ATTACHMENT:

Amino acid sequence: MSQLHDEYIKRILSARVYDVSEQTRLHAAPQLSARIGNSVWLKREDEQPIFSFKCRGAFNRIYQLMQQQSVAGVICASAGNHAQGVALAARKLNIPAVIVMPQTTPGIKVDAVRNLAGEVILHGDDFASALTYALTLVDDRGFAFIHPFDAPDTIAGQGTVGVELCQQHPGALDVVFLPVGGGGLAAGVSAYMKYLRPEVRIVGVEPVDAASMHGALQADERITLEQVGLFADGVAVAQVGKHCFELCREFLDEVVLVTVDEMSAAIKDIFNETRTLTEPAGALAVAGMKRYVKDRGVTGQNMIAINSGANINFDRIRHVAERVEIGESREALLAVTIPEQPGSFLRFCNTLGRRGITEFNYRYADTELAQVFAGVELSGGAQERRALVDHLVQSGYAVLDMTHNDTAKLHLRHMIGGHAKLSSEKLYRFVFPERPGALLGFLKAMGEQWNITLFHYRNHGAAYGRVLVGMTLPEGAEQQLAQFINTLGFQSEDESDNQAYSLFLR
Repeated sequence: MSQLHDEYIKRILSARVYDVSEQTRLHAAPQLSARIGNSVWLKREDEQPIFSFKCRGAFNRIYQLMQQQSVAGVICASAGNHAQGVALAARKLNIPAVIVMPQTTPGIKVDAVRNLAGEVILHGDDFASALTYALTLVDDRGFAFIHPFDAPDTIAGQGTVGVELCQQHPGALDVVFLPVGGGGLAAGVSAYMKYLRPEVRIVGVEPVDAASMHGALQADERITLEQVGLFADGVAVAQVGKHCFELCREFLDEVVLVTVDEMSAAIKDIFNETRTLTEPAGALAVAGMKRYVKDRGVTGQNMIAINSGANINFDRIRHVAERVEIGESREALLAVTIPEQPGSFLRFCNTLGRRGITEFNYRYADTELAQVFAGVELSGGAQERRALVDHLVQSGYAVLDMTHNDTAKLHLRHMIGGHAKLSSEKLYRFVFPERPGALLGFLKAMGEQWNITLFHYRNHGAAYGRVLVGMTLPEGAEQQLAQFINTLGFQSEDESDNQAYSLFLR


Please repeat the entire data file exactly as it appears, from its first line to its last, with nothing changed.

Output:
Amino acid sequence: MSQLHDEYIKRILSARVYDVSEQTRLHAAPQLSARIGNSVWLKREDEQPIFSFKCRGAFNRIYQLMQQQSVAGVICASAGNHAQGVALAARKLNIPAVIVMPQTTPGIKVDAVRNLAGEVILHGDDFASALTYALTLVDDRGFAFIHPFDAPDTIAGQGTVGVELCQQHPGALDVVFLPVGGGGLAAGVSAYMKYLRPEVRIVGVEPVDAASMHGALQADERITLEQVGLFADGVAVAQVGKHCFELCREFLDEVVLVTVDEMSAAIKDIFNETRTLTEPAGALAVAGMKRYVKDRGVTGQNMIAINSGANINFDRIRHVAERVEIGESREALLAVTIPEQPGSFLRFCNTLGRRGITEFNYRYADTELAQVFAGVELSGGAQERRALVDHLVQSGYAVLDMTHNDTAKLHLRHMIGGHAKLSSEKLYRFVFPERPGALLGFLKAMGEQWNITLFHYRNHGAAYGRVLVGMTLPEGAEQQLAQFINTLGFQSEDESDNQAYSLFLR
Repeated sequence: MSQLHDEYIKRILSARVYDVSEQTRLHAAPQLSARIGNSVWLKREDEQPIFSFKCRGAFNRIYQLMQQQSVAGVICASAGNHAQGVALAARKLNIPAVIVMPQTTPGIKVDAVRNLAGEVILHGDDFASALTYALTLVDDRGFAFIHPFDAPDTIAGQGTVGVELCQQHPGALDVVFLPVGGGGLAAGVSAYMKYLRPEVRIVGVEPVDAASMHGALQADERITLEQVGLFADGVAVAQVGKHCFELCREFLDEVVLVTVDEMSAAIKDIFNETRTLTEPAGALAVAGMKRYVKDRGVTGQNMIAINSGANINFDRIRHVAERVEIGESREALLAVTIPEQPGSFLRFCNTLGRRGITEFNYRYADTELAQVFAGVELSGGAQERRALVDHLVQSGYAVLDMTHNDTAKLHLRHMIGGHAKLSSEKLYRFVFPERPGALLGFLKAMGEQWNITLFHYRNHGAAYGRVLVGMTLPEGAEQQLAQFINTLGFQSEDESDNQAYSLFLR